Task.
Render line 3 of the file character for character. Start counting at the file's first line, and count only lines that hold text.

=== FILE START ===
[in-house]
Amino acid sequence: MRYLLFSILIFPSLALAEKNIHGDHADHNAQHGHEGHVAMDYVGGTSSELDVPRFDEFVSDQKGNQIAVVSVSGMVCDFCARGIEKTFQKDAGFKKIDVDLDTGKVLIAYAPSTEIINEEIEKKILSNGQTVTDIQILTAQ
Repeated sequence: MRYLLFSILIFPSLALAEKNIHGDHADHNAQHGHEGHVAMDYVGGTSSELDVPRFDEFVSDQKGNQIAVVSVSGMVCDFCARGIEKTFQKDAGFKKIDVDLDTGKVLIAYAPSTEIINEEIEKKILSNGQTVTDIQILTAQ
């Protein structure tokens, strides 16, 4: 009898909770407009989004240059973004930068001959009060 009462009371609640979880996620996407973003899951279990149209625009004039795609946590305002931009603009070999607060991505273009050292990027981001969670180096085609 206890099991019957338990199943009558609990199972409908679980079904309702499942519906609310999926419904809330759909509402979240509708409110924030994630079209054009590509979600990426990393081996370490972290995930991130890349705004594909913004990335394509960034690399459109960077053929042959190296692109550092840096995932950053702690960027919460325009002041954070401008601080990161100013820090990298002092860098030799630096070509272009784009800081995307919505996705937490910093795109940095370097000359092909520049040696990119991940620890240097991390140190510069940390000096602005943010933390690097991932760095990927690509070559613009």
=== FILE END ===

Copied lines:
Repeated sequence: MRYLLFSILIFPSLALAEKNIHGDHADHNAQHGHEGHVAMDYVGGTSSELDVPRFDEFVSDQKGNQIAVVSVSGMVCDFCARGIEKTFQKDAGFKKIDVDLDTGKVLIAYAPSTEIINEEIEKKILSNGQTVTDIQILTAQ